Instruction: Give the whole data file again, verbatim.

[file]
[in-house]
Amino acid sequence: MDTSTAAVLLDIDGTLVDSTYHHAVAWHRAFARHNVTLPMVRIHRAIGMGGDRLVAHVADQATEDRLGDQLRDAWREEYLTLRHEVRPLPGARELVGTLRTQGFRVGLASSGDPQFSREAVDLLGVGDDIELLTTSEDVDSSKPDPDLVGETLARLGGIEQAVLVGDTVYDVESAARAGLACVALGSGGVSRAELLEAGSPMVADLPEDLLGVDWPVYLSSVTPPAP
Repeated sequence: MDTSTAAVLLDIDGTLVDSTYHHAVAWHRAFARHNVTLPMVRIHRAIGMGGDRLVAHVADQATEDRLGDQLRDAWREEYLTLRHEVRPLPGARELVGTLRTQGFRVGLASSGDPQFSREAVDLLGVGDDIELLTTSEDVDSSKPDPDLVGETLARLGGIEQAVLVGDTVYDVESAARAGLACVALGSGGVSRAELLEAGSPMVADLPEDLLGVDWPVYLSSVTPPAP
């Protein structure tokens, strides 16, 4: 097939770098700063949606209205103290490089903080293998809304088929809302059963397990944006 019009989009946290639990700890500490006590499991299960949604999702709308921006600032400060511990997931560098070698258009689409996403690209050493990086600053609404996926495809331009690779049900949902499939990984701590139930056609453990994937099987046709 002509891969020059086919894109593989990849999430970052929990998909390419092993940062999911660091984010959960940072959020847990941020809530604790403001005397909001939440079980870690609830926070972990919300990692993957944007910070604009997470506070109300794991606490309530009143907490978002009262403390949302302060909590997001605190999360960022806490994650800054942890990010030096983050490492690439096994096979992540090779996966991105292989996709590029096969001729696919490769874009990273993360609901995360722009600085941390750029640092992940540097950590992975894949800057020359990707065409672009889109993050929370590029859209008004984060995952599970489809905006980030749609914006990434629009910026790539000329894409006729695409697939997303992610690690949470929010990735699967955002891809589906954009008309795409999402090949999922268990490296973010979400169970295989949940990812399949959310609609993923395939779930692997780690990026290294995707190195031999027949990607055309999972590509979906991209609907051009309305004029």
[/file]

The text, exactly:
[in-house]
Amino acid sequence: MDTSTAAVLLDIDGTLVDSTYHHAVAWHRAFARHNVTLPMVRIHRAIGMGGDRLVAHVADQATEDRLGDQLRDAWREEYLTLRHEVRPLPGARELVGTLRTQGFRVGLASSGDPQFSREAVDLLGVGDDIELLTTSEDVDSSKPDPDLVGETLARLGGIEQAVLVGDTVYDVESAARAGLACVALGSGGVSRAELLEAGSPMVADLPEDLLGVDWPVYLSSVTPPAP
Repeated sequence: MDTSTAAVLLDIDGTLVDSTYHHAVAWHRAFARHNVTLPMVRIHRAIGMGGDRLVAHVADQATEDRLGDQLRDAWREEYLTLRHEVRPLPGARELVGTLRTQGFRVGLASSGDPQFSREAVDLLGVGDDIELLTTSEDVDSSKPDPDLVGETLARLGGIEQAVLVGDTVYDVESAARAGLACVALGSGGVSRAELLEAGSPMVADLPEDLLGVDWPVYLSSVTPPAP
């Protein structure tokens, strides 16, 4: 097939770098700063949606209205103290490089903080293998809304088929809302059963397990944006 019009989009946290639990700890500490006590499991299960949604999702709308921006600032400060511990997931560098070698258009689409996403690209050493990086600053609404996926495809331009690779049900949902499939990984701590139930056609453990994937099987046709 002509891969020059086919894109593989990849999430970052929990998909390419092993940062999911660091984010959960940072959020847990941020809530604790403001005397909001939440079980870690609830926070972990919300990692993957944007910070604009997470506070109300794991606490309530009143907490978002009262403390949302302060909590997001605190999360960022806490994650800054942890990010030096983050490492690439096994096979992540090779996966991105292989996709590029096969001729696919490769874009990273993360609901995360722009600085941390750029640092992940540097950590992975894949800057020359990707065409672009889109993050929370590029859209008004984060995952599970489809905006980030749609914006990434629009910026790539000329894409006729695409697939997303992610690690949470929010990735699967955002891809589906954009008309795409999402090949999922268990490296973010979400169970295989949940990812399949959310609609993923395939779930692997780690990026290294995707190195031999027949990607055309999972590509979906991209609907051009309305004029």